Potential osseointegration of ceramic implants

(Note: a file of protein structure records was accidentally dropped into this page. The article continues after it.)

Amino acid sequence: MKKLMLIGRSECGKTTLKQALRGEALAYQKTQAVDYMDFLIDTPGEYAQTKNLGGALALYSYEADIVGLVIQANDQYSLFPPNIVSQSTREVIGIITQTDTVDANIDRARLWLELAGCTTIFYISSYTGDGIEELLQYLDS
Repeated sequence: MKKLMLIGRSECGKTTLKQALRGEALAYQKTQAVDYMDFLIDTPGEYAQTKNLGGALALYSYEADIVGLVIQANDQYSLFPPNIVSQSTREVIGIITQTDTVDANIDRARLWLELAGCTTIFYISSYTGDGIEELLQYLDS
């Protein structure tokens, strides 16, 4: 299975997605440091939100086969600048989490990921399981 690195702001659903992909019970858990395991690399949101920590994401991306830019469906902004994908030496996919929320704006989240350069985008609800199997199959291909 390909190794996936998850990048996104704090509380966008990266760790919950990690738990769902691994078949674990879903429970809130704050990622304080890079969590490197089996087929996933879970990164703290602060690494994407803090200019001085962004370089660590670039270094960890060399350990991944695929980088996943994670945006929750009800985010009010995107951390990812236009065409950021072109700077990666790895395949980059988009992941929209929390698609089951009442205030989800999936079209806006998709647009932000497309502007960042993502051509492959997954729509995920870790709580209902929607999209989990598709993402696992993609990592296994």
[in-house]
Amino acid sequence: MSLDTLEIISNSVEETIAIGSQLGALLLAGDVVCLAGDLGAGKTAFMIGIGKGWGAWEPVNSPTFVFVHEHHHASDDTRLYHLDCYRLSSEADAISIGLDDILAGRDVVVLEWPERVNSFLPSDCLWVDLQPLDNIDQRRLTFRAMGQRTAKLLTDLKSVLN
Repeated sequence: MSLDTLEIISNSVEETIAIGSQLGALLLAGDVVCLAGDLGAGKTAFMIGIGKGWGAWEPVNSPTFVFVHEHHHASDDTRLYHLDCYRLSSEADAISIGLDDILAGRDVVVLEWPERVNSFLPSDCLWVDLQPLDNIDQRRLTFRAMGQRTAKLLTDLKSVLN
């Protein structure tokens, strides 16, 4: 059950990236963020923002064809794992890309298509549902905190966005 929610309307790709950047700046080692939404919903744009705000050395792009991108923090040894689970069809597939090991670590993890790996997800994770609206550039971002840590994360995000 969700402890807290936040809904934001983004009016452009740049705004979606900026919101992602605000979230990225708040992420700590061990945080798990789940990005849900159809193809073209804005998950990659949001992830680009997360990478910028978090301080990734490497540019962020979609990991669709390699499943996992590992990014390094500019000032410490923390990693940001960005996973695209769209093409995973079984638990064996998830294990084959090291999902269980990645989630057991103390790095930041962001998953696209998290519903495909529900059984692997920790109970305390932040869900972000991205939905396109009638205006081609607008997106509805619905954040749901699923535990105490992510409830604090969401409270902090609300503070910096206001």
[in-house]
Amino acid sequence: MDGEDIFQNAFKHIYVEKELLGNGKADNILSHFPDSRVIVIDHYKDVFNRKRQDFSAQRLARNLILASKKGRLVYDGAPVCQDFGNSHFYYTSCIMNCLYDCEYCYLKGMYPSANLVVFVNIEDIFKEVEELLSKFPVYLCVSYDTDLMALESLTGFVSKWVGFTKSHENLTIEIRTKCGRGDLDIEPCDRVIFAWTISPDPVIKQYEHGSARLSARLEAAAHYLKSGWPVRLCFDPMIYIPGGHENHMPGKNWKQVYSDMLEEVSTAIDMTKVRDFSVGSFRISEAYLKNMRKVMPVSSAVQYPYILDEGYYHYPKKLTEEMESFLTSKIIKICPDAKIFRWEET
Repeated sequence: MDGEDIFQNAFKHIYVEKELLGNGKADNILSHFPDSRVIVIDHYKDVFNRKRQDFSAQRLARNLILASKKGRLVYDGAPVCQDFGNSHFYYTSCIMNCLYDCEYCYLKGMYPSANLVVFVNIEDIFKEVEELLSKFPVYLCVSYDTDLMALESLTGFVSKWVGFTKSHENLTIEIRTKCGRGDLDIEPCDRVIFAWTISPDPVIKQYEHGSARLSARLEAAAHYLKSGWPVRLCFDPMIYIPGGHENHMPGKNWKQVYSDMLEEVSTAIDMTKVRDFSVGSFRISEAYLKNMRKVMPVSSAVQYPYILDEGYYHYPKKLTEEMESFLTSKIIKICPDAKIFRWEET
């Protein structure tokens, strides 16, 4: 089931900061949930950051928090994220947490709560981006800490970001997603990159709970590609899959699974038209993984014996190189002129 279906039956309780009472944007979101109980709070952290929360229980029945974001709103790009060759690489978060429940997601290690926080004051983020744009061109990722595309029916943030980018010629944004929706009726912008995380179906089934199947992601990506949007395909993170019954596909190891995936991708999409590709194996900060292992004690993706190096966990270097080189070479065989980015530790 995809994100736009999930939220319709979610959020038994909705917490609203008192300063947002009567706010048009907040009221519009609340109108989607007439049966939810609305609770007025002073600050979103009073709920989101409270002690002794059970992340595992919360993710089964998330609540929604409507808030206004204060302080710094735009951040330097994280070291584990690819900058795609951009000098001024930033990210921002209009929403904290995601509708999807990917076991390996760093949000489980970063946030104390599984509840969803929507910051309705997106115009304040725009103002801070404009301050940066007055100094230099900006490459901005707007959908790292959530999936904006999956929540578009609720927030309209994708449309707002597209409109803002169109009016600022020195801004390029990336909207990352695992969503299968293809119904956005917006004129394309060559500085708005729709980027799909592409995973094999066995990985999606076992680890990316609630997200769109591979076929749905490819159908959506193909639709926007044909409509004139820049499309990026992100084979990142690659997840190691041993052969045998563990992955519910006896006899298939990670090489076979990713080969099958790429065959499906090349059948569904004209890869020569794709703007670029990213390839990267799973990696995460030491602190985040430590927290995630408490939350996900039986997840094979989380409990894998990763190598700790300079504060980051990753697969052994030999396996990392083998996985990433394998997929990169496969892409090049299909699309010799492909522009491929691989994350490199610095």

Osseointegration is the process of biomechanically secure, infection-resistant bonding of living bone tissue to prosthetic implants, generally of commercially pure titanium metal. For aesthetic dental implants that must emerge through the host gingival tissue line, often the dark metallic appearance of the titanium metal is not aesthetically acceptable to the patient or to the restoring dental prosthodontic community. This investigation sought to demonstrate whether a sintered layer of titanium dioxide (TiO 2 ) over lithium disilicate (LS2) dental implant and/or abutments for placement at the gingival margins could functionally display osseointegrating properties while eliminating the problems of metallic “show through”. This methodology is based on two factors: first, the process of osseointegration is attributed to a superficial TiO 2 layer over commercially pure titanium implants, and second the advancement in dental ceramics, with improved aesthetic values have proved suitable dental restorative material, like lithium disilicate (LS2). Using a conventional dental furnace and two sources of titanium dioxide (TiO 2 ) material NIST (National Institue of Standards and Technology) standard Degussa P25 powder (P25) and titanium butoxide reagent (TNB), successful sintering processes were developed for providing the TiO 2 coatings on LS2 that were resistant to both abrasion and detachment, and slightly textured. Photocatalytic reduction of methylene blue solutions to clear leuco methylene blue solutions by TiO 2 -coated LS2 samples was used to quantitatively demonstrate the capability of these samples to reduce free radicals at the implant placement site in the bone, promoting probable osseointegration. TiO 2 -coated LS2 specimens were monitored spectrophotometrically while in UVA-irradiated methylene blue solutions and assessed by reflectance data from Spotmeter-measured red, green, and blue filters for uncoated control specimens and the coated alternatives. A significant white-approaching color shift for the coated specimens was noted. Scanning Electron Microscopy (SEM) and Energy Dispersive X-Ray Spectroscopy (EDS) documented the presence of titania coatings over ceramic substrata, indicating good sintering of TiO 2 layers with the heat treatment. X-Ray Diffraction (XRD) showed the presence of a mixed matrix of anatase and rutile polymorphs of TiO 2 suggestive of photocatalytic activity better than for any single phase. Future work requires establishing the clinical function and longevity of such coated devices, along with the expected improvements in patient acceptance of this improved aesthetic approach. The white-approaching color shift by coating LS2 with titania will be compensated by differential choices of the starting LS2 ingot colors to match each recipient's adjacent dentition.